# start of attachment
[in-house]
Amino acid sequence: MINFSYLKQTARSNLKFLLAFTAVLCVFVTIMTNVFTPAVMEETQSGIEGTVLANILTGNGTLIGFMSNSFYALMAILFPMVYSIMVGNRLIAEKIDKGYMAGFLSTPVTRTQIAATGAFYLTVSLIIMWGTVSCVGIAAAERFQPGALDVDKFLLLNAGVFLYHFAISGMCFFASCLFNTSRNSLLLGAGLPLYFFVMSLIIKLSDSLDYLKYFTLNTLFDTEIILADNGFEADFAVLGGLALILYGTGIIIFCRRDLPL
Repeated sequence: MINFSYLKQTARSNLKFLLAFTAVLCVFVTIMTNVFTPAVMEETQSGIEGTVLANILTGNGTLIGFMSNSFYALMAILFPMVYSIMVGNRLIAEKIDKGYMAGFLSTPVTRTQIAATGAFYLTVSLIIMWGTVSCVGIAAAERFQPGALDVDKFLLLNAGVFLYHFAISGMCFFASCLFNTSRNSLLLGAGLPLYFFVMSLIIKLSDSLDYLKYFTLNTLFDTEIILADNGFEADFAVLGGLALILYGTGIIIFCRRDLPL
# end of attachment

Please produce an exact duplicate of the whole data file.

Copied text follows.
[in-house]
Amino acid sequence: MINFSYLKQTARSNLKFLLAFTAVLCVFVTIMTNVFTPAVMEETQSGIEGTVLANILTGNGTLIGFMSNSFYALMAILFPMVYSIMVGNRLIAEKIDKGYMAGFLSTPVTRTQIAATGAFYLTVSLIIMWGTVSCVGIAAAERFQPGALDVDKFLLLNAGVFLYHFAISGMCFFASCLFNTSRNSLLLGAGLPLYFFVMSLIIKLSDSLDYLKYFTLNTLFDTEIILADNGFEADFAVLGGLALILYGTGIIIFCRRDLPL
Repeated sequence: MINFSYLKQTARSNLKFLLAFTAVLCVFVTIMTNVFTPAVMEETQSGIEGTVLANILTGNGTLIGFMSNSFYALMAILFPMVYSIMVGNRLIAEKIDKGYMAGFLSTPVTRTQIAATGAFYLTVSLIIMWGTVSCVGIAAAERFQPGALDVDKFLLLNAGVFLYHFAISGMCFFASCLFNTSRNSLLLGAGLPLYFFVMSLIIKLSDSLDYLKYFTLNTLFDTEIILADNGFEADFAVLGGLALILYGTGIIIFCRRDLPL